OPINION FILED SEPTEMBER 29, 1964.
THE PEOPLE OF THE STATE OF ILLINOIS, DEFENDANT IN ERROR,
ELVISTON MCKINNEY, PLAINTIFF IN ERROR.
WRIT OF ERROR to the Criminal Court of Cook County; the Hon.
ABRAHAM L. MAROVITZ, Judge, presiding.
MR. JUSTICE DAILY DELIVERED THE OPINION OF THE COURT:
The principal question presented in this case, wherein we have consolidated appeals from a judgment of conviction and an order denying post-conviction relief, is whether the prosecution knowingly permitted the use of perjured testimony to secure the conviction of defendant, Elviston McKinney, for the crime of armed robbery. If the charge be true, it is incontrovertible that defendant's trial lacked the fundamental fairness implicit in constitutional guarantees of due process of law, thus entitling him to a new trial. Napue v. Illinois, 360 U.S. 264, 3 L.ed.2d 1217; People v. Lueck, 24 Ill.2d 554.
During the early morning hours of December 19, 1961, Carl Carter was held up on the streets of Chicago and robbed of $242 by an armed man who had an accomplice waiting in a nearby car. Defendant and one Edwin A. Davis were subsequently indicted for the crime and, on June 12, 1962, Davis pleaded guilty and was sentenced to the penitentiary for a term of two to eight years. On this occasion the People were represented by assistant State's Attorney Morton Siet. The defendant, who pleaded not guilty, was brought to trial before a jury in the criminal court of Cook County on July 10, 1962. Davis did not appear as a witness against him and the jury was discharged when it could not agree on a verdict. The prosecutors on this occasion were Siet and assistant State's Attorney Victor Ciardelli.
Fifteen days later, on July 25, defendant was tried a second time before a jury. At this trial Davis appeared as a witness for the prosecution and testified that he and defendant had committed the robbery. Based upon Davis's testimony, as well as that of the complaining witness and police officers, defendant was found guilty and sentenced to the penitentiary for a term of five to fifteen years. Siet had gone on vacation and the prosecutors at the second trial were Ciardelli and assistant State's Attorney Arthur Zimmerman.
When Davis was cross-examined by defense counsel, he admitted that he had previously entered a plea of guilty and received a sentence of two to eight years for his participation in the robbery, and testified in response to direct inquiries by counsel: (1) that nobody had offered him leniency if he would testify against defendant; (2) that he had "had no conversation at all" with officials from the State's Attorney's office; (3) that he had decided to testify against defendant of his own volition; and (4) that he expected no leniency in return for his testimony. On redirect examination Davis testified without equivocation that, prior to the day of the second trial, he had never talked with any member of the State's Attorney's staff about testifying. These statements and denials of Davis were emphasized in final argument when Zimmerman stated to the jury he did not "believe that any of the witnesses for the State had anything to gain by coming here."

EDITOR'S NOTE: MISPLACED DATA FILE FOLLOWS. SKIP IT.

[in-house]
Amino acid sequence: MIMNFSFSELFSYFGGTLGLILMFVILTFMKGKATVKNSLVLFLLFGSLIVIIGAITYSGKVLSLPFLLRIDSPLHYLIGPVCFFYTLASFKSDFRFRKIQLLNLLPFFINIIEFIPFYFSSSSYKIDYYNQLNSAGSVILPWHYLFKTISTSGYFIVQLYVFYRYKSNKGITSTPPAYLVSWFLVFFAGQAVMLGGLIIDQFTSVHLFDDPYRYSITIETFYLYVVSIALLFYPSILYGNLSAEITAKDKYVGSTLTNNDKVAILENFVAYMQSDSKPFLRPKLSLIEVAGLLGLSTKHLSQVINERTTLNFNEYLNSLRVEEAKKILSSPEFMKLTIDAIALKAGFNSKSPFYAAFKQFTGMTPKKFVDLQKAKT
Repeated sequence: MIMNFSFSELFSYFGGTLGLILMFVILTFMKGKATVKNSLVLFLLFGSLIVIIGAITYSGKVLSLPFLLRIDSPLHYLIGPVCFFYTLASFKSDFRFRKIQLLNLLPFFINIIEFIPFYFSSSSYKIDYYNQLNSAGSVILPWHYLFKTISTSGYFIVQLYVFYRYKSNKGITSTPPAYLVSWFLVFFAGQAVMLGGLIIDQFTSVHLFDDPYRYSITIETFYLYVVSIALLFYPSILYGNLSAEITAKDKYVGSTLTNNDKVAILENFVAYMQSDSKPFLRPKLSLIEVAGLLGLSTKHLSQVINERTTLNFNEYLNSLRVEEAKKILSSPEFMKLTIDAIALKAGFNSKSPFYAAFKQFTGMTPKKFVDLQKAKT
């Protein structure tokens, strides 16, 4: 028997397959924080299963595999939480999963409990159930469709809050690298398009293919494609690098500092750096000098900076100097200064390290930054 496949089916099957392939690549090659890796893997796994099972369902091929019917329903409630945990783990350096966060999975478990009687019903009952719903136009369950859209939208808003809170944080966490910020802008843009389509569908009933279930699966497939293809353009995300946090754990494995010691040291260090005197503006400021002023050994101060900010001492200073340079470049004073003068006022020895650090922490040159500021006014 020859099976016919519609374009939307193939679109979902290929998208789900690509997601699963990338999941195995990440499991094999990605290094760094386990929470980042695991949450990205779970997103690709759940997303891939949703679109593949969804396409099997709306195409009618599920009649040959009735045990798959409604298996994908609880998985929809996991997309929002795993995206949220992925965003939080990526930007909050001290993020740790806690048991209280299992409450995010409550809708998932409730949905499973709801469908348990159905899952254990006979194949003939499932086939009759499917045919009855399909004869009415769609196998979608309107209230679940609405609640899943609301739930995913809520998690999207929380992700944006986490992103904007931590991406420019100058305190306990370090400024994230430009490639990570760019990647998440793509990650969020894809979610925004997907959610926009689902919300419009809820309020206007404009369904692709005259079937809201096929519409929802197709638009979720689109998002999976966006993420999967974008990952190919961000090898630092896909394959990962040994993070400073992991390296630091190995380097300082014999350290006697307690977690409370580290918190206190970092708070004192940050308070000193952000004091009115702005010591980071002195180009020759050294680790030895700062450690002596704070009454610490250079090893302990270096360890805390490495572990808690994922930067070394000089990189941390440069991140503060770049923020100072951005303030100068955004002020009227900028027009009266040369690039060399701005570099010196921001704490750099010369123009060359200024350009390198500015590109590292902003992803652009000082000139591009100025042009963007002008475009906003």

Twelve days after defendant's conviction, a motion was filed in the criminal court by the State's Attorney to reduce the sentence of Davis. This motion, signed both by Davis and assistant State's Attorney Zimmerman, contained a paradoxical stipulation that Davis had been promised "prior to June 12, 1962," that the State would recommend a reduction of the two-to-eight-year sentence "imposed on June 12, 1962," if he would co-operate with the State in the case against defendant, and also recited that Davis had in fact testified against defendant, and that the latter's trial had resulted in a finding of guilty. As a result of the motion, the prior sentence was vacated and Davis was resentenced to imprisonment for a term of one to three years.
Defendant prematurely sued out a writ of error to this court, then, following the procedure outlined in People v. Hoskins, 25 Ill.2d 333, raised the issue of whether perjured testimony had been knowingly used by filing a petition for post-conviction relief in the criminal court, the petition alleging the facts substantially as heretofore stated. An answer of the People, supported by affidavits of Siet, Ciardelli and Zimmerman, denied that Davis's answers had been perjurious and alleged that the questions of defense counsel which led to the answers of the witness were indefinite and misleading.